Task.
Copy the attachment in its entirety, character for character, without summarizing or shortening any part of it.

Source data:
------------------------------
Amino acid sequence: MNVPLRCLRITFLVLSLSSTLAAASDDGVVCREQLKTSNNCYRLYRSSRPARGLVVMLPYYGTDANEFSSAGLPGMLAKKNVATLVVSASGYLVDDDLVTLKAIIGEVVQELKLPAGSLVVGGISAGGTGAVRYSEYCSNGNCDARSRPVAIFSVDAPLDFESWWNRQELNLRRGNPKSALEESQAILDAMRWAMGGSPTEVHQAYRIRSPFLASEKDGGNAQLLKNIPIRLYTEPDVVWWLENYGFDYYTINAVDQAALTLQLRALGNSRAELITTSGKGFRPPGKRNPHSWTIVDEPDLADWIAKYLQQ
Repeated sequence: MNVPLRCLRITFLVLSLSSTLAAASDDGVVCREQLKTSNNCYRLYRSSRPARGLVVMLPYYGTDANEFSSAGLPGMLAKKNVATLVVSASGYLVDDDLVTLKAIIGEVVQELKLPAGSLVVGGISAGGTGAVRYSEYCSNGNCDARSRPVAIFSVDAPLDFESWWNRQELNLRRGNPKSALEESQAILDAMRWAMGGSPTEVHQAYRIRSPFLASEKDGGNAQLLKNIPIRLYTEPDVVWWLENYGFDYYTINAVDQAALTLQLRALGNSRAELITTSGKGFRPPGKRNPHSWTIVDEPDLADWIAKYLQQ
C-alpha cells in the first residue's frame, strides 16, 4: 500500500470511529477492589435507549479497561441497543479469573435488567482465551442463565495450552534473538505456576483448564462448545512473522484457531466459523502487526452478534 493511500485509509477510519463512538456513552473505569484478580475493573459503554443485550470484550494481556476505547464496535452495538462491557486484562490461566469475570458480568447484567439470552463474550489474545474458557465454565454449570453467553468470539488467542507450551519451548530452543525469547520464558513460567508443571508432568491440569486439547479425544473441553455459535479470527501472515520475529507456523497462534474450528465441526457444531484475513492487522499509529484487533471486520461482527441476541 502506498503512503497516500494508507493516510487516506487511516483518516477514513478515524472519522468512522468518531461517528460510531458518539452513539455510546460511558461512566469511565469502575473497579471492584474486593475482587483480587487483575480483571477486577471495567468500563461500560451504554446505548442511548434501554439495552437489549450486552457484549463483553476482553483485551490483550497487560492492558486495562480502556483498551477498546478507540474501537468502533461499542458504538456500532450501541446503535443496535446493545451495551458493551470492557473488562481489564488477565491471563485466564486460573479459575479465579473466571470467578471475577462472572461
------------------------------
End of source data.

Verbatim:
Amino acid sequence: MNVPLRCLRITFLVLSLSSTLAAASDDGVVCREQLKTSNNCYRLYRSSRPARGLVVMLPYYGTDANEFSSAGLPGMLAKKNVATLVVSASGYLVDDDLVTLKAIIGEVVQELKLPAGSLVVGGISAGGTGAVRYSEYCSNGNCDARSRPVAIFSVDAPLDFESWWNRQELNLRRGNPKSALEESQAILDAMRWAMGGSPTEVHQAYRIRSPFLASEKDGGNAQLLKNIPIRLYTEPDVVWWLENYGFDYYTINAVDQAALTLQLRALGNSRAELITTSGKGFRPPGKRNPHSWTIVDEPDLADWIAKYLQQ
Repeated sequence: MNVPLRCLRITFLVLSLSSTLAAASDDGVVCREQLKTSNNCYRLYRSSRPARGLVVMLPYYGTDANEFSSAGLPGMLAKKNVATLVVSASGYLVDDDLVTLKAIIGEVVQELKLPAGSLVVGGISAGGTGAVRYSEYCSNGNCDARSRPVAIFSVDAPLDFESWWNRQELNLRRGNPKSALEESQAILDAMRWAMGGSPTEVHQAYRIRSPFLASEKDGGNAQLLKNIPIRLYTEPDVVWWLENYGFDYYTINAVDQAALTLQLRALGNSRAELITTSGKGFRPPGKRNPHSWTIVDEPDLADWIAKYLQQ
C-alpha cells in the first residue's frame, strides 16, 4: 500500500470511529477492589435507549479497561441497543479469573435488567482465551442463565495450552534473538505456576483448564462448545512473522484457531466459523502487526452478534 493511500485509509477510519463512538456513552473505569484478580475493573459503554443485550470484550494481556476505547464496535452495538462491557486484562490461566469475570458480568447484567439470552463474550489474545474458557465454565454449570453467553468470539488467542507450551519451548530452543525469547520464558513460567508443571508432568491440569486439547479425544473441553455459535479470527501472515520475529507456523497462534474450528465441526457444531484475513492487522499509529484487533471486520461482527441476541 502506498503512503497516500494508507493516510487516506487511516483518516477514513478515524472519522468512522468518531461517528460510531458518539452513539455510546460511558461512566469511565469502575473497579471492584474486593475482587483480587487483575480483571477486577471495567468500563461500560451504554446505548442511548434501554439495552437489549450486552457484549463483553476482553483485551490483550497487560492492558486495562480502556483498551477498546478507540474501537468502533461499542458504538456500532450501541446503535443496535446493545451495551458493551470492557473488562481489564488477565491471563485466564486460573479459575479465579473466571470467578471475577462472572461